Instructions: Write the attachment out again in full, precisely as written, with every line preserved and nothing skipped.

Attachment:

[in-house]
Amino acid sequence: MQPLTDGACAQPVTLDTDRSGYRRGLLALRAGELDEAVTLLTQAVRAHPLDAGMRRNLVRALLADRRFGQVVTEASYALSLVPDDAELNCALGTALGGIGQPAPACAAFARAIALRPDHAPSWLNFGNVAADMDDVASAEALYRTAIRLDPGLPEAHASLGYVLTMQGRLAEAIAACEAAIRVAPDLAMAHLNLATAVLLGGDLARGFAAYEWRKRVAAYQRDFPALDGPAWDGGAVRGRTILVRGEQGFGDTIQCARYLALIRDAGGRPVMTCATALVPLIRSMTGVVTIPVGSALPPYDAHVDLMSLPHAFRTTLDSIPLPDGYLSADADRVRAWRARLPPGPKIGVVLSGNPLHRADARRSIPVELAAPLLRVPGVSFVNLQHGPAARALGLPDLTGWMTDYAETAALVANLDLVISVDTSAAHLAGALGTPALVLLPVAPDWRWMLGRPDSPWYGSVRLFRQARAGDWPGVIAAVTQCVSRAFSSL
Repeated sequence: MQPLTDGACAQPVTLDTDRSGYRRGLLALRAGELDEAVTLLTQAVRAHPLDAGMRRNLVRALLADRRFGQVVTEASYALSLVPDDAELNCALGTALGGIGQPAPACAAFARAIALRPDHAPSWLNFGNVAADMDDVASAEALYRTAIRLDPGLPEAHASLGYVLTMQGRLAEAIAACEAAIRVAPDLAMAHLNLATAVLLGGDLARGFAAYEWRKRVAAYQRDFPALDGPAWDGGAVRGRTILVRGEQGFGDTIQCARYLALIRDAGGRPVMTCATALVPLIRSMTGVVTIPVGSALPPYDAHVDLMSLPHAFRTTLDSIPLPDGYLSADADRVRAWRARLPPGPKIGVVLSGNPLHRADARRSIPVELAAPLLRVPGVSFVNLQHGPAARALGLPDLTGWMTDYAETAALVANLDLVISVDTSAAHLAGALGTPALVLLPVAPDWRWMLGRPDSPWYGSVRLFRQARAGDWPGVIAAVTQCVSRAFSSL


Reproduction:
[in-house]
Amino acid sequence: MQPLTDGACAQPVTLDTDRSGYRRGLLALRAGELDEAVTLLTQAVRAHPLDAGMRRNLVRALLADRRFGQVVTEASYALSLVPDDAELNCALGTALGGIGQPAPACAAFARAIALRPDHAPSWLNFGNVAADMDDVASAEALYRTAIRLDPGLPEAHASLGYVLTMQGRLAEAIAACEAAIRVAPDLAMAHLNLATAVLLGGDLARGFAAYEWRKRVAAYQRDFPALDGPAWDGGAVRGRTILVRGEQGFGDTIQCARYLALIRDAGGRPVMTCATALVPLIRSMTGVVTIPVGSALPPYDAHVDLMSLPHAFRTTLDSIPLPDGYLSADADRVRAWRARLPPGPKIGVVLSGNPLHRADARRSIPVELAAPLLRVPGVSFVNLQHGPAARALGLPDLTGWMTDYAETAALVANLDLVISVDTSAAHLAGALGTPALVLLPVAPDWRWMLGRPDSPWYGSVRLFRQARAGDWPGVIAAVTQCVSRAFSSL
Repeated sequence: MQPLTDGACAQPVTLDTDRSGYRRGLLALRAGELDEAVTLLTQAVRAHPLDAGMRRNLVRALLADRRFGQVVTEASYALSLVPDDAELNCALGTALGGIGQPAPACAAFARAIALRPDHAPSWLNFGNVAADMDDVASAEALYRTAIRLDPGLPEAHASLGYVLTMQGRLAEAIAACEAAIRVAPDLAMAHLNLATAVLLGGDLARGFAAYEWRKRVAAYQRDFPALDGPAWDGGAVRGRTILVRGEQGFGDTIQCARYLALIRDAGGRPVMTCATALVPLIRSMTGVVTIPVGSALPPYDAHVDLMSLPHAFRTTLDSIPLPDGYLSADADRVRAWRARLPPGPKIGVVLSGNPLHRADARRSIPVELAAPLLRVPGVSFVNLQHGPAARALGLPDLTGWMTDYAETAALVANLDLVISVDTSAAHLAGALGTPALVLLPVAPDWRWMLGRPDSPWYGSVRLFRQARAGDWPGVIAAVTQCVSRAFSSL